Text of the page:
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ing or evening sacrifice, and will improve those transient gleams of joy, which naturally brighten up and refresh the soul on such occasions, into an inviolable and perpetual state of bliss and happiness.
No. 397. THURSDAY, JUNE 5.
- Dolor ipse disertum
OVID. Met. xlii. 228.
As the Stoic philosophers discard all passions in general, they will not allow a wise man so much as to pity the afflictions of another. 'If thou seest thy friend in trouble, (says Epictetus,) thou mayest put on a look of sorrow, and condole with him, but take care that thy sorrow be not real.' The more rigid of this sect would not comply so far as to shew even such an outward appearance of grief; but when one told them of any calamity that had befallen even the nearest of their acquaintance, would immediately reply, "What is that to me?' If you aggravated the circumstances of the affliction, and shewed how one misfortune was followed by another, the answer was still, ‘All this may be true, but what is it to me?'
For my own part, I am of opinion, compassion does not only refine and civilize human nature, but has something in it more pleasing and agreeable, than what can be met with in such an indolent happiness, such an indifference to mankind, as that in which the Stoics placed their wisdom. As love is the most delightful passion, pity is nothing else but love softened by a degree of sorrow: in short, it is a kind of pleasing anguish, as well
as generous sympathy, that knits mankind together, and blends them in the same common lot.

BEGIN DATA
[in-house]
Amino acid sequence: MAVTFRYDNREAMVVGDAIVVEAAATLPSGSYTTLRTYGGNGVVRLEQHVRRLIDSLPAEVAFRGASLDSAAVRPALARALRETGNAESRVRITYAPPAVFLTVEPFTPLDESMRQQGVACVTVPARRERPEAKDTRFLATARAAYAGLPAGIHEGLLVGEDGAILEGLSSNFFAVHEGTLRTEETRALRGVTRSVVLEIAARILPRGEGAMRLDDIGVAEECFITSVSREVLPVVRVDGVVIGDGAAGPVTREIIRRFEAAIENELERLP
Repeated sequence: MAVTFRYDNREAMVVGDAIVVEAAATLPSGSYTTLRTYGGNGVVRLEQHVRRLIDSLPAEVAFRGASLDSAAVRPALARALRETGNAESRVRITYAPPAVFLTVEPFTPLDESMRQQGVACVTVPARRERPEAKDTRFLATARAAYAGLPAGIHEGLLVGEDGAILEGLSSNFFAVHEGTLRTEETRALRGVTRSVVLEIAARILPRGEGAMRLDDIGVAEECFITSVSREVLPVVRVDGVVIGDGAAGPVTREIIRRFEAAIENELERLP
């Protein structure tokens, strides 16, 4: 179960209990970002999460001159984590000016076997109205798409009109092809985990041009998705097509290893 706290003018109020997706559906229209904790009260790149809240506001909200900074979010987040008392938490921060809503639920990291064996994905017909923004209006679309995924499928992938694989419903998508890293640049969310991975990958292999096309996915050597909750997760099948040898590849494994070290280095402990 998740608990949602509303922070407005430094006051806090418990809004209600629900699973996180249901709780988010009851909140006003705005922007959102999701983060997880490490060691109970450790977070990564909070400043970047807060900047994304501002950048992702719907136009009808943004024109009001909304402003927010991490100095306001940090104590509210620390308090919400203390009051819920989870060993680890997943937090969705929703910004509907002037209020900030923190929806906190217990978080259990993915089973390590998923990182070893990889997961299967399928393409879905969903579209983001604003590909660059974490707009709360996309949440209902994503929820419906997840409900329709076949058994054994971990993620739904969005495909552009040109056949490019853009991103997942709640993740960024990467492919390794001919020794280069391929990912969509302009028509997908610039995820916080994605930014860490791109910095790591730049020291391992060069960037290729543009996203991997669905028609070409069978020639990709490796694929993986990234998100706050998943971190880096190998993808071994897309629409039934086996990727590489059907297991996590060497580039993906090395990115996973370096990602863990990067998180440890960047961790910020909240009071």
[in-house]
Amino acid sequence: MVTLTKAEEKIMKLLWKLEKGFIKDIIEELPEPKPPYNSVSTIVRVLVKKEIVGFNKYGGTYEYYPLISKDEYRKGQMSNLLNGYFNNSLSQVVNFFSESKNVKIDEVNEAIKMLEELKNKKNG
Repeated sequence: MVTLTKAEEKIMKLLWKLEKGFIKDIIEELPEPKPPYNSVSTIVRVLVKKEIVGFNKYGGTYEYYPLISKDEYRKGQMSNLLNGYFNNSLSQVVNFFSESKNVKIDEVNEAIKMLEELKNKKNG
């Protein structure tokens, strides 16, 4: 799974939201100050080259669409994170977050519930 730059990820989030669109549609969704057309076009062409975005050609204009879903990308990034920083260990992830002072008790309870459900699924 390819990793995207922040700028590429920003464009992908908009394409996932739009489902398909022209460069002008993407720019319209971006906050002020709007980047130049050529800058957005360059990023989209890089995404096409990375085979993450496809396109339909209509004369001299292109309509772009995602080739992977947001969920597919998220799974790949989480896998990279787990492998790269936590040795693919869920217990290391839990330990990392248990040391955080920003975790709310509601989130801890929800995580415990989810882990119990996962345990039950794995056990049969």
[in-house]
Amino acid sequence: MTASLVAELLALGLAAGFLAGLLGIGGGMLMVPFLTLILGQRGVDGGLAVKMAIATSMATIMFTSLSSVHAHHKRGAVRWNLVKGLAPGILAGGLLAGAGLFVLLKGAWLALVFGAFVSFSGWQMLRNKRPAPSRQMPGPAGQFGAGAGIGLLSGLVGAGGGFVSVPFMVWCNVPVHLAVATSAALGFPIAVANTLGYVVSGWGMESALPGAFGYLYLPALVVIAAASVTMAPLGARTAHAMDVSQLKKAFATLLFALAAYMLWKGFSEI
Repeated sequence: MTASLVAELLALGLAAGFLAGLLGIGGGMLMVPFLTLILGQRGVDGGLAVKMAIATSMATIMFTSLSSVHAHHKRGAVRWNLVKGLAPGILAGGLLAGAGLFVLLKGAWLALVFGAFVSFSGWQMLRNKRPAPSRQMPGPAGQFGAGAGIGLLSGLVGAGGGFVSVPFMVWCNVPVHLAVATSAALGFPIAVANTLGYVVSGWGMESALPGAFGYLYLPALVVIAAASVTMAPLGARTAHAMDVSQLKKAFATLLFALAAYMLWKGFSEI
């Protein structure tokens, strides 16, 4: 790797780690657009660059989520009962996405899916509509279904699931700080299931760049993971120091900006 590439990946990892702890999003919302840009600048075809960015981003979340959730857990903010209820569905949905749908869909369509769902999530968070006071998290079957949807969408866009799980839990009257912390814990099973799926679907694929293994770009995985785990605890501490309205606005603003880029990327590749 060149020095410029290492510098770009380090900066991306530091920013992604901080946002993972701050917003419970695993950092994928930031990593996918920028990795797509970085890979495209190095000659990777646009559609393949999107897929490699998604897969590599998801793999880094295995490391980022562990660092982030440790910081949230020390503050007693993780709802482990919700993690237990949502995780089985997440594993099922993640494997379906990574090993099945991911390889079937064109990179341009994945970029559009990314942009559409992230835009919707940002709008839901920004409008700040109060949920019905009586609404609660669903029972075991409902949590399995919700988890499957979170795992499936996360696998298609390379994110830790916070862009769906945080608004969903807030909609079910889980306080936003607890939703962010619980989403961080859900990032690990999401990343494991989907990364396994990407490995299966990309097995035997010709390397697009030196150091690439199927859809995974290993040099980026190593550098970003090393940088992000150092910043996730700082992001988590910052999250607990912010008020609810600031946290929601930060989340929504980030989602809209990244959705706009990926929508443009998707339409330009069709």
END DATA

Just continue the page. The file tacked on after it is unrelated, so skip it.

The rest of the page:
Those who have laid down rules for rhetoric or poetry, advise the writer to work himself up, if possible, to the pitch of sorrow which he endeavours to produce in others. There are none, therefore, who stir up pity so much as those who indite their own sufferings. Grief has a natural eloquence belonging to it, and breaks out in more moving sentiments than can be supplied by the finest imagination. Nature on this occasion dictates a thousand passionate things which cannot be supplied by art.
It is for this reason that the short speeches or sentences which we often meet with in histories, make a deeper impression on the mind of the reader, than the most laboured strokes in a well written tragedy. Truth and matter of fact sets the person actually before us in the one, whom fiction places at a greater distance from us in the other. I do not remember to have seen any ancient or modern story more affecting than a letter of Ann of Bologne, wife to King Henry the eighth, and mother to Queen Elizabeth, which is still extant in the Cotton library, as written by her own hand.
Shakespear himself could not have made her talk in a strain so suitable to her condition and character. One sees in it the expostulations of a slighted lover, the resentments of an injured woman, and the sorrows of an imprisoned queen. I need not acquaint my reader that this princess was then under prosecution for disloyalty to the king's bed, and that she was afterwards pub. licly beheaded upon the same account, though this prosecution was believed by many to proceed, as she herself intimates, rather from the king's love to Jane Seymour, than from any actual crime in Ann of Bologne. Queen Ann Boleyn's last letter to King Henry."
* Cotton Lib. Otho, C. 10.-H.
“Your grace's displeasure and my imprisonment, are things so strange unto me, as what to write, or what to excuse, I am altogether ignorant. Whereas you send unto me (willing me to confess a truth, and so obtain your favour) by such an one, whom you know to be mine ancient professed enemy. I no sooner received this message by him, than I rightly conceived your meaning; and if, as you say, confessing a truth, indeed, may procure my safety, I shall with all willingness and duty perform your command.